These are all signs and symptoms of depression. If you find yourself constantly thinking, "I'm super depressed," life doesn't have to be this way. Help is available and all you have to do is ask for it. Recognizing symptoms for the depressed person is the first step to getting help.
Why Is Depression So Common?
Chances are pretty good that even though you've been to an infinite number of family gatherings, you don't recall any of the senior members of the family talking about depression or mental health challenges. That's probably not because it didn't exist back then. It's also probably not because it wasn't as common as it is today.
The most reasonable assumption that depression is so common today is because we now know what we're looking for. Over the past 50-75 years, many people didn't know what it was, let alone what to call it. Even if they knew what it was, they didn't get treatment for it because treatment simply wasn't available back then.
The answer to the question, "Why are so many people depressed?" may be nothing more than the fact that we now accept the condition as a brain disorder, which makes us feel freer to talk about it and see it for what it is. While we now have a name for it, depression is often more recognizable by its symptoms than its diagnoses. Many people just aren't able to connect the symptoms with having the disorder.
Why Do People Suffer More With It?
Have you ever wondered, "Why are so many people depressed?" There may be many new reasons that there are so many depressed people. Many of the reasons are superficial in comparison with the reasons of the past few decades. Society has changed pretty substantially. Our relationships and ties to our communities are weaker than they once were.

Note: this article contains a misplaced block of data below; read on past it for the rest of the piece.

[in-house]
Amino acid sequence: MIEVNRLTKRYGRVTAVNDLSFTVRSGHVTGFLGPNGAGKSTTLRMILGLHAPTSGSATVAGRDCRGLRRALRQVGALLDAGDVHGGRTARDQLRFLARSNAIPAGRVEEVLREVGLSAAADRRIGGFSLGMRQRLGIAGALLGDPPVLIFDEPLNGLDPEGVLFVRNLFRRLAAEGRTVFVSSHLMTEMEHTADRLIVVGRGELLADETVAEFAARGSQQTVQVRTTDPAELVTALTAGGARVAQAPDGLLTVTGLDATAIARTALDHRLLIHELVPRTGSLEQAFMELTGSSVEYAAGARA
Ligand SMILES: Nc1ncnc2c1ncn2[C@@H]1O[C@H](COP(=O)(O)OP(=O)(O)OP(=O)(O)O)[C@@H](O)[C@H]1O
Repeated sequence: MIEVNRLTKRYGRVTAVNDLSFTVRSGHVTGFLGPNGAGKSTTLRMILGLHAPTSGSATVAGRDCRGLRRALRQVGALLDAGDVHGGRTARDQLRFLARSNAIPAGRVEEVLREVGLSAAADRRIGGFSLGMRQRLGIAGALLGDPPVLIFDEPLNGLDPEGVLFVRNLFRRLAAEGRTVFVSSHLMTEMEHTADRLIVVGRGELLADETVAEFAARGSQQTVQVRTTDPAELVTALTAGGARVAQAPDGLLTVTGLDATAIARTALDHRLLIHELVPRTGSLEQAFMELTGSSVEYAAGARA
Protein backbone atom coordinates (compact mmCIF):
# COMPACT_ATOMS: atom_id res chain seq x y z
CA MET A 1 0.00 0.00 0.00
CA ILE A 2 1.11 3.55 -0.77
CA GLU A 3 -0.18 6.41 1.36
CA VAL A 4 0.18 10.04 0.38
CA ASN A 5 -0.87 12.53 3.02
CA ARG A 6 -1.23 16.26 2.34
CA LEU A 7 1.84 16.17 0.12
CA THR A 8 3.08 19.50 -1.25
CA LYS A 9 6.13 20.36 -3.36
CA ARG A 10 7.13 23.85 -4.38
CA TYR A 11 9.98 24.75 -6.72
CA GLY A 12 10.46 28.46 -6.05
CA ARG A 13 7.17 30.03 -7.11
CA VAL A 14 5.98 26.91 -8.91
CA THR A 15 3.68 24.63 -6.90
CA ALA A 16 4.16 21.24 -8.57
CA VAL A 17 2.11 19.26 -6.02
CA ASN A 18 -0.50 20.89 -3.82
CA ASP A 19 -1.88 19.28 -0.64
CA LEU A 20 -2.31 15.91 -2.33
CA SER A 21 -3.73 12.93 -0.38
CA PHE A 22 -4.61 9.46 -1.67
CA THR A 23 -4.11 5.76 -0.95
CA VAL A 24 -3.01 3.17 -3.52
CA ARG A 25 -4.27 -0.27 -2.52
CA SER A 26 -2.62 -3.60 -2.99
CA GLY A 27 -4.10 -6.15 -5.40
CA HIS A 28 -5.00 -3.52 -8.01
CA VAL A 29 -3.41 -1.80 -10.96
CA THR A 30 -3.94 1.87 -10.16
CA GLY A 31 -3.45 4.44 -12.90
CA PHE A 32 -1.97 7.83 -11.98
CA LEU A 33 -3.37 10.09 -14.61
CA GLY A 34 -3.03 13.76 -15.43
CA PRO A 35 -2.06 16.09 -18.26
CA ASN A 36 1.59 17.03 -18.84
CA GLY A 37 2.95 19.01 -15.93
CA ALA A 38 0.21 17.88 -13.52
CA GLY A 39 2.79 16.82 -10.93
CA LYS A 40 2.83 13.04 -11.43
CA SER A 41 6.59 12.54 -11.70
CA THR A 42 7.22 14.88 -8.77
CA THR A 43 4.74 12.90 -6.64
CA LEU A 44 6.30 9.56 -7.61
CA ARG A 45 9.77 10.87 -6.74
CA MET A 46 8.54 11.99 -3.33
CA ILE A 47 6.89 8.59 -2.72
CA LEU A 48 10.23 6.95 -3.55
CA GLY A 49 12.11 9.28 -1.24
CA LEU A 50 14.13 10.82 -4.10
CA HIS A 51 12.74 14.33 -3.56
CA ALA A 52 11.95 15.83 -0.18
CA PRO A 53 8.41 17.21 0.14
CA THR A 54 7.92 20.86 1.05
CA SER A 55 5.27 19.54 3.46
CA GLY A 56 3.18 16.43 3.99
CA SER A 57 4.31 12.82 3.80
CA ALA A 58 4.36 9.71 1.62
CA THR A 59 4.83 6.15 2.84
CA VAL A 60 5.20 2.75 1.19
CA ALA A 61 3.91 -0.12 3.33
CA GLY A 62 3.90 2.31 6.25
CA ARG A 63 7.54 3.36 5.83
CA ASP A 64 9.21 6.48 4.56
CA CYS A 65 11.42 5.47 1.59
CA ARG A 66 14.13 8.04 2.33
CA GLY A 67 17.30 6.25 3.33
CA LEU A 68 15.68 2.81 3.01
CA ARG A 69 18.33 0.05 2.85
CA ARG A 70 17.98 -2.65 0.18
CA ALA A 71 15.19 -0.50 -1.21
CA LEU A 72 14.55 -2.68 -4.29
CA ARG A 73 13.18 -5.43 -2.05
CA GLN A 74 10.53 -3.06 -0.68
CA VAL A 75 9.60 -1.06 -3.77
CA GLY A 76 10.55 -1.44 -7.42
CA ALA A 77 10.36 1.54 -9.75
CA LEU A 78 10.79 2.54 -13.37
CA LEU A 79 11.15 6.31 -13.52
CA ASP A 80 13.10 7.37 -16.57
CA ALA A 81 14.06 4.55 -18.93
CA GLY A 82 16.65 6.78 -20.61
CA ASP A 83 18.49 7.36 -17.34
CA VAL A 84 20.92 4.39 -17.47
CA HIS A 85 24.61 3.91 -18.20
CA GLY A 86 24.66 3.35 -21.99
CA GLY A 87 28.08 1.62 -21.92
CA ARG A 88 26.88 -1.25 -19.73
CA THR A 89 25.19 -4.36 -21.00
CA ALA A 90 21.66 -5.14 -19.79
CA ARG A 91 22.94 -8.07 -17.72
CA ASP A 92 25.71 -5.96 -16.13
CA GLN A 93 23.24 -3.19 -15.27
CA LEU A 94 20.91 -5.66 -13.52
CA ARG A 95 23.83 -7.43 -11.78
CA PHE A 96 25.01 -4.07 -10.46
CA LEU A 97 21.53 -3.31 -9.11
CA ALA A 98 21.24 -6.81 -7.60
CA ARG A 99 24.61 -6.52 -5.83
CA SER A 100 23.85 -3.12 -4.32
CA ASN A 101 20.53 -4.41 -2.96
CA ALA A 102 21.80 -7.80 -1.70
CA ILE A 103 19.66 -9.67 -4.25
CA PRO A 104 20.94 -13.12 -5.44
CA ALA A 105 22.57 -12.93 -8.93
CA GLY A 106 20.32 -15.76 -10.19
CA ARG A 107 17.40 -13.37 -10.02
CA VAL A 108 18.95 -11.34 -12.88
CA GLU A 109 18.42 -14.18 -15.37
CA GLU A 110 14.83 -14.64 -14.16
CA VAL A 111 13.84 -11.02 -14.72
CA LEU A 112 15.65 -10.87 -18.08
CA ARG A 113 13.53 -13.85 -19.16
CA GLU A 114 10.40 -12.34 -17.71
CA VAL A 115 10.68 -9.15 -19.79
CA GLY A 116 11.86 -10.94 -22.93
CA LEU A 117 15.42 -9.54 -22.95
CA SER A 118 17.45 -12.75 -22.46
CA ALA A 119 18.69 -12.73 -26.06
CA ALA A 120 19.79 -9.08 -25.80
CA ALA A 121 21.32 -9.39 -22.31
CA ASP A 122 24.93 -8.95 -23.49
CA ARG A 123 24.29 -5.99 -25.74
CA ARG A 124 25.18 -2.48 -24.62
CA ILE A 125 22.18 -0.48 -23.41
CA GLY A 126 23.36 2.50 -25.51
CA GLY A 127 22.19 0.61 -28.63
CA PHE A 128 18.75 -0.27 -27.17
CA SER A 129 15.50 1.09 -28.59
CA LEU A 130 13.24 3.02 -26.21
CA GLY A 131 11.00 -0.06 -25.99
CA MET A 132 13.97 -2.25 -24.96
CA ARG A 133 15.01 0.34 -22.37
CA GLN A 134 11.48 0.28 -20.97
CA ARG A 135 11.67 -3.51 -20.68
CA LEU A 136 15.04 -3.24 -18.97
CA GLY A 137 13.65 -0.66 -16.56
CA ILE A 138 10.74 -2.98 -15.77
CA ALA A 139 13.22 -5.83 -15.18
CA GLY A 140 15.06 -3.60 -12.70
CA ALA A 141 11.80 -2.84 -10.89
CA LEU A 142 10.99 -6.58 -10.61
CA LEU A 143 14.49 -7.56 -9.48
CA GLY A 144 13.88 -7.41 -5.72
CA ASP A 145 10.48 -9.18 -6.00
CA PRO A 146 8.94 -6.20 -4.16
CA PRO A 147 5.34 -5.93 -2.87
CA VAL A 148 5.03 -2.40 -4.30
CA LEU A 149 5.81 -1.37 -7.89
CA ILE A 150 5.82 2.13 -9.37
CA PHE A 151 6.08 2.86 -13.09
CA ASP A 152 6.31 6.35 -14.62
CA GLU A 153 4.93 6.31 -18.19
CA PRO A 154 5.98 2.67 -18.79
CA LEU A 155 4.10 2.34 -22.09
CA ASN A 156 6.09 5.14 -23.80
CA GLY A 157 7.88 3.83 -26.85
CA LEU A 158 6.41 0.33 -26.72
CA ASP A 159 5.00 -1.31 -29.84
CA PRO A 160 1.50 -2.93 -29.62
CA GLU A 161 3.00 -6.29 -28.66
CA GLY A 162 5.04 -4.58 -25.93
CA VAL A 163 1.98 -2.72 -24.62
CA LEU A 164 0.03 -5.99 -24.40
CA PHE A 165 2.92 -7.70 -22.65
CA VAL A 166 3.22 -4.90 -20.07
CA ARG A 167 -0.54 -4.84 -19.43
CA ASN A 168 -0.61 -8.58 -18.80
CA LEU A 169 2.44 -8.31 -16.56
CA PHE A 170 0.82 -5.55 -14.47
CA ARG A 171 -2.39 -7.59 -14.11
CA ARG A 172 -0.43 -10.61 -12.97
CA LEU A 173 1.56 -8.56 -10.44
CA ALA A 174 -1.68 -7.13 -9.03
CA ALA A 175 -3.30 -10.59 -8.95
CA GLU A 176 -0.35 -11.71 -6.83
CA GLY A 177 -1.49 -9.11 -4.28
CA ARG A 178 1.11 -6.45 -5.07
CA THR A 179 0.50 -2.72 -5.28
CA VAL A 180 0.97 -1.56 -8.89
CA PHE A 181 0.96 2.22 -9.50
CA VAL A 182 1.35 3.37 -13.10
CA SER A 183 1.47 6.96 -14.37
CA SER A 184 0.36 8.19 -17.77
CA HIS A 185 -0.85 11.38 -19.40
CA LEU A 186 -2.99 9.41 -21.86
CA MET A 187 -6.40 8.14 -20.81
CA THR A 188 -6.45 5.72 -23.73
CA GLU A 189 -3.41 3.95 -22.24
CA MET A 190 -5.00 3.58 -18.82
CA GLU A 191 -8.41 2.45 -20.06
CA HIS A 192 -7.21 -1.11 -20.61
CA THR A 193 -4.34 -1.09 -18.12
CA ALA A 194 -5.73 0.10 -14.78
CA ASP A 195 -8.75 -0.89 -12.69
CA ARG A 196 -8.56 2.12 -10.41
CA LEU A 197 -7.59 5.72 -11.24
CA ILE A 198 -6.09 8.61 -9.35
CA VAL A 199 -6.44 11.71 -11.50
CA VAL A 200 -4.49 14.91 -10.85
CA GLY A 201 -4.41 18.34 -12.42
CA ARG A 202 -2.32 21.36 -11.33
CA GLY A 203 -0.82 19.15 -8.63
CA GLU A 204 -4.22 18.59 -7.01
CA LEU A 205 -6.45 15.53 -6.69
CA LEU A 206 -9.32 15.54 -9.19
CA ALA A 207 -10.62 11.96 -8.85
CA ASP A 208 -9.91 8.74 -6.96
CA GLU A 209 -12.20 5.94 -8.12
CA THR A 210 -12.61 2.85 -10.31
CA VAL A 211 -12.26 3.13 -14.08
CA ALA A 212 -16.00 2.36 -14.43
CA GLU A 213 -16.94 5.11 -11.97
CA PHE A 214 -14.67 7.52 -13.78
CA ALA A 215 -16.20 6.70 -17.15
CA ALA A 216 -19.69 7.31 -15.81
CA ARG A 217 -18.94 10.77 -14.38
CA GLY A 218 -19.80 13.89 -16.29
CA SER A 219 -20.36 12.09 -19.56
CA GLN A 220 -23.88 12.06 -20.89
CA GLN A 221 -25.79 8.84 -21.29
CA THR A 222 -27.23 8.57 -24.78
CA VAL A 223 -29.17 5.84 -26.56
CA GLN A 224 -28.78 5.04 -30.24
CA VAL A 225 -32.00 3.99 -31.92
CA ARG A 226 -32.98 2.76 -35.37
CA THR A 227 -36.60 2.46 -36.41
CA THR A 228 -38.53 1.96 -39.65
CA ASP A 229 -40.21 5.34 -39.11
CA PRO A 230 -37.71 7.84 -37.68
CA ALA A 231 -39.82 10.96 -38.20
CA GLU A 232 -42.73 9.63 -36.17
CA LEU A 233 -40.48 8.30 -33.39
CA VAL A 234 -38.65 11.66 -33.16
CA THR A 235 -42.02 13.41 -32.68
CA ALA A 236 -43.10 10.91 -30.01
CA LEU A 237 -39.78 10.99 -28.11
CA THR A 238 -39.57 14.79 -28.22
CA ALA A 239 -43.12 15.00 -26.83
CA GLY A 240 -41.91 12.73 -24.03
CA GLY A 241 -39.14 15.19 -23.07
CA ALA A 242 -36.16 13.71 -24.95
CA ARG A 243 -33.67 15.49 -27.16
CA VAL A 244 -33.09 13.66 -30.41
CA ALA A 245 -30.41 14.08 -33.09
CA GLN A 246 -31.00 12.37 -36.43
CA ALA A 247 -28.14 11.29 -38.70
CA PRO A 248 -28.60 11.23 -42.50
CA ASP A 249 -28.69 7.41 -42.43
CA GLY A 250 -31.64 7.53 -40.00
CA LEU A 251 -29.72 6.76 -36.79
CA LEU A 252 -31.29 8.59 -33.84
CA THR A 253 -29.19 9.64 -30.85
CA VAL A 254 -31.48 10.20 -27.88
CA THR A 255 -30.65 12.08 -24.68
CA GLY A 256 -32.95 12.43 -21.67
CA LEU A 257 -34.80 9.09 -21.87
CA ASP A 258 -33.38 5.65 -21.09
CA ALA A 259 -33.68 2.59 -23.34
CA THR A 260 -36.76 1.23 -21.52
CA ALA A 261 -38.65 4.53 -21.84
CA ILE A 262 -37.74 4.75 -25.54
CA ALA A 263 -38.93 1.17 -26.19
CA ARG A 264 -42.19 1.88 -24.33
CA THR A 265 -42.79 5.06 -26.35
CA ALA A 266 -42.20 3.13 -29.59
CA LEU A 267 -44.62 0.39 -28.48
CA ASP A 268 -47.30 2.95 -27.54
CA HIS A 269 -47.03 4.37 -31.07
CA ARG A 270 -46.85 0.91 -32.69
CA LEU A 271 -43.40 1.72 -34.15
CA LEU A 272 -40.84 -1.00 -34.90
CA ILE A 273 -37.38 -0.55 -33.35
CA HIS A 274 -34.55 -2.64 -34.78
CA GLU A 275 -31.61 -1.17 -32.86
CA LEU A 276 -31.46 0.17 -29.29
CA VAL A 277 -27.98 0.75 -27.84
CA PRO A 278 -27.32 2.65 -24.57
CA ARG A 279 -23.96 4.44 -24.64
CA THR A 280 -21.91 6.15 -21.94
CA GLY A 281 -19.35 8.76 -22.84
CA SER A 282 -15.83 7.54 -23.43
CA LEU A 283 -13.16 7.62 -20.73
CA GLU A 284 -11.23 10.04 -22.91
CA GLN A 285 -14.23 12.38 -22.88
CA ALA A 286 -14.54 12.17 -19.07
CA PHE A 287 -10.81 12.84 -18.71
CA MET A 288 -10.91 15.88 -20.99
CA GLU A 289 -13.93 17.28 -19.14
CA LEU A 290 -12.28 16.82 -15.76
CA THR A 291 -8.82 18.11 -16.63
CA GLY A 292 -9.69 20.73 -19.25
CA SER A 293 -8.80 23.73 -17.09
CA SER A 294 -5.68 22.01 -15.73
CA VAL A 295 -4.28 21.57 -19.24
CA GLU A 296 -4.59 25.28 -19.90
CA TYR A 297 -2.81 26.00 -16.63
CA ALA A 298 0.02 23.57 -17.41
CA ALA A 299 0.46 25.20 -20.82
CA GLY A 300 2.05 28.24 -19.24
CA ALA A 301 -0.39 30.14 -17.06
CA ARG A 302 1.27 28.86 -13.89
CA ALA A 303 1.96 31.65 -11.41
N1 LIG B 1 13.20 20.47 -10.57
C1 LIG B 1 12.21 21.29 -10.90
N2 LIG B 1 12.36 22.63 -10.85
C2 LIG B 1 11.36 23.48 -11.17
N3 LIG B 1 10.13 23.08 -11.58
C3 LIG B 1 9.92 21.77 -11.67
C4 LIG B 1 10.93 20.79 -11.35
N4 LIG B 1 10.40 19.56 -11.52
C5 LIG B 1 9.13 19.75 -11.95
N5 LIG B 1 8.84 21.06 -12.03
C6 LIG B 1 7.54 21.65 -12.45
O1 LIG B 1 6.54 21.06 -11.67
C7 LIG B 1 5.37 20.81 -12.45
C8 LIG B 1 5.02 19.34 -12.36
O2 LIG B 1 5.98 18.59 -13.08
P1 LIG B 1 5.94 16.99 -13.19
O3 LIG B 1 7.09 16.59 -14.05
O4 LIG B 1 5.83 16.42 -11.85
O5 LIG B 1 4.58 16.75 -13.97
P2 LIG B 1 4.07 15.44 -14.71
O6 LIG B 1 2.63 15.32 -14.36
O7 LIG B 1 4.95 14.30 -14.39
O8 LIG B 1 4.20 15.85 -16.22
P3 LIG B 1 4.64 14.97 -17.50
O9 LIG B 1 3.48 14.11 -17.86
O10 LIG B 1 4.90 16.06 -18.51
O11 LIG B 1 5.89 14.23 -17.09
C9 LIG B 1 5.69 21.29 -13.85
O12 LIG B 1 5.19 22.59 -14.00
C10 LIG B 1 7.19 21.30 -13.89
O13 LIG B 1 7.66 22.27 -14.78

Many people are focused on college and career paths. Some are looking for fame, wealth, a certain lifestyle, or an image. We tend to expect a lot from ourselves and also from others. It's nice to have goals, but when we put our all into them and have nothing to show for it, all that remains for a lot of people is depression, hopelessness and despair.
When to Seek Help for Depression
Most importantly, if you know of anyone who is depressed and having thoughts of harming themselves or others, they need professional crisis help now. Don't delay! Call your local suicide hotline, contact a mental health professional or go the nearest emergency room right away.
Don't leave the person alone and don't try to deal with the situation yourself.
If depressive symptoms are causing problems with your relationships, work, friends, or family, a licensed counselor can help. Call a representative at BetterHelp and get matched with the perfect counselor today.
Having feelings of depression doesn't mean that you have depression. Seek help if your symptoms don't get better within a few days, especially if you are having changes in your sleep, energy, appetite, focus, and motivation. Even if you don't receive a formal diagnosis of depression, early treatment can help prevent the symptoms from getting worse or going into a dark depression.